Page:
Avoid Cigarette smoke!
Dangers of cigarette Smoking
There is overwhelming evidence that smoking is a risk factor that directly leads to some of the following medical conditions.
- Lung cancer and other lung diseases such as, Pneumonia and emphysema
- Cancer of the lips, mouth, tongue, throat, voice box, Esophagus, bladder, pancreas, liver, cervix, vulva, Penis and anus
Cigarette smoking has been associated to other dangers:
- Cancers e.g. Cancer of the stomach, kidney and Leukemia (cancers of blood)
- Coronary heart disease
- Diseases of veins and arteries of the limbs
- Male impotence and reduced fertility
- Premature menopause among ladies
- Irregular or painful periods
- Osteoporosis ,Arthritis
- Macular degeneration on the eyes leading to Impaired vision
Smoking affects the skin adversely leading to
- Appearance of skin wrinkles, signs of aging, wound Infections and hair loss
Smoking during pregnancy increases the risk of
- Miscarriage, premature birth, giving birth to a low birth-weight baby and increasing the risk of bearing a child with congenital malformations especially Cardiac (baby is born with heart conditions)
Tobacco exposure (second hand- smoke) to children
- Increases their risk of respiratory infections, middle ear infections, meningococcal infection, asthma attacks and sudden infant death (Sid /cot deaths)
Tobacco exposure to adults (second-hand smoke)
- Increases their risk of developing lung cancer and Coronary heart disease
Benefits of Quitting
- Protects your life and the lives of other people around you from serious medical consequences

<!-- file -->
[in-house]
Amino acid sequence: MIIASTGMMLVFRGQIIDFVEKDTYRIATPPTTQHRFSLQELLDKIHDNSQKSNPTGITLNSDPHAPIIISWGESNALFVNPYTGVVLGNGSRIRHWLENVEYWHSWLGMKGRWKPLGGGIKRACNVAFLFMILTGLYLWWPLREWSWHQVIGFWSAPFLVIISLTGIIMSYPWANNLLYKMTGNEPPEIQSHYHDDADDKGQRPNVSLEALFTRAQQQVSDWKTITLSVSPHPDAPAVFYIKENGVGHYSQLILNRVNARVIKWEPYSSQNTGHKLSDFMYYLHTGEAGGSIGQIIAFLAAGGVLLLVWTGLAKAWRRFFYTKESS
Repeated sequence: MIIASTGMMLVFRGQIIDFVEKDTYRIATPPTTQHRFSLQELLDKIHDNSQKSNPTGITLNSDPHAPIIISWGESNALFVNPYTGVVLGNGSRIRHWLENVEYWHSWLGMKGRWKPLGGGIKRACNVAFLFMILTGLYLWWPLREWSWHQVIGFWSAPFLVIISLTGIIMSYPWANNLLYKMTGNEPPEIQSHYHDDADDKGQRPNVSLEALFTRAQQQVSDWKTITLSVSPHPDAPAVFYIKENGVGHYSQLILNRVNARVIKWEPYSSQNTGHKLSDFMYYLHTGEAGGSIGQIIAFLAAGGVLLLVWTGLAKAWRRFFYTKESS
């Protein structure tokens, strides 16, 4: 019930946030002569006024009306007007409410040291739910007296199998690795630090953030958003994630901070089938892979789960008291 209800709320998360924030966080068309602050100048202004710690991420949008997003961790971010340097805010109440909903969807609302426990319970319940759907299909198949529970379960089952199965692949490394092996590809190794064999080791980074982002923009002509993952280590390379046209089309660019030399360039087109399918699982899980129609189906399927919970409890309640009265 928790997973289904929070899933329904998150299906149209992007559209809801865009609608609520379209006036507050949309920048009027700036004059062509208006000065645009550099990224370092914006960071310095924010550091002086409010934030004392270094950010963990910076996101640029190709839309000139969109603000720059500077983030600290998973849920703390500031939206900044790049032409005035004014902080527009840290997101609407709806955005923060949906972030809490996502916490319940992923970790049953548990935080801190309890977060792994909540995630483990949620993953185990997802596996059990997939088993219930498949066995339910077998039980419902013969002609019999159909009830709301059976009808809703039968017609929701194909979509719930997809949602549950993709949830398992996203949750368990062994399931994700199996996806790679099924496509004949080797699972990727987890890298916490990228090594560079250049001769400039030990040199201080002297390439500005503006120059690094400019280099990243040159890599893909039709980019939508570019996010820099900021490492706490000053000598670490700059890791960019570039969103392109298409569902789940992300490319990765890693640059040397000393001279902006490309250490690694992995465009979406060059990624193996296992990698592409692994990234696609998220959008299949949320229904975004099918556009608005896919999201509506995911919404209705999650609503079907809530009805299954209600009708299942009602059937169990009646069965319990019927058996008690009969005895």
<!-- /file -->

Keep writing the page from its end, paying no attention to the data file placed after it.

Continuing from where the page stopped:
- Saves your finances
- Improves your sense of taste and smell
- Reduces post-surgical wound infection risk
- Improves blood circulation to your hands and feet
Strategies to help you Quit
- Contact your doctor or Quit Smoking clinic at the JMS.
- Think about quitting and your reasons for quitting.
- Write down your reasons for quitting before you quit.
- Think about where, when and why you currently smoke.
- Introduce other methods to deal with the situations that lead you to smoke in future
- Ask for support and help from family members, friends, or workmates.
- Set a ‘quit date’ for two days in advance and stick to it. This allows you time to plan strategies for quitting, and get any help and advice you might need.
When You have fully Decided
- Get rid of any cigarettes and smoking accessories (lighters, ashtrays etc)
- When you feel the urge to smoke, resist and do something else; the urge is only for a short time and it will pass
- Reduce your use of other stimulants e.g. caffeine and watch your alcohol consumption
- Ask others not to smoke around you or offer cigarettes to you or tease you about your decision
- Avoid places where people smoke
- Exercise regularly e.g. by taking a walk, sports, hobbies
- Keep busy!
- Eat a balanced diet; drink lots of water and get plenty of rest
- Distract yourself from the urge to smoke (i.e. through drinking water, chewing a gum)
Support to stop smoking
- Quit Smoking clinic is now open at the Joint Medical service.
- To sign up send your name and your contacts to firstname.lastname@example.org
- Some web sites provide self- help options to help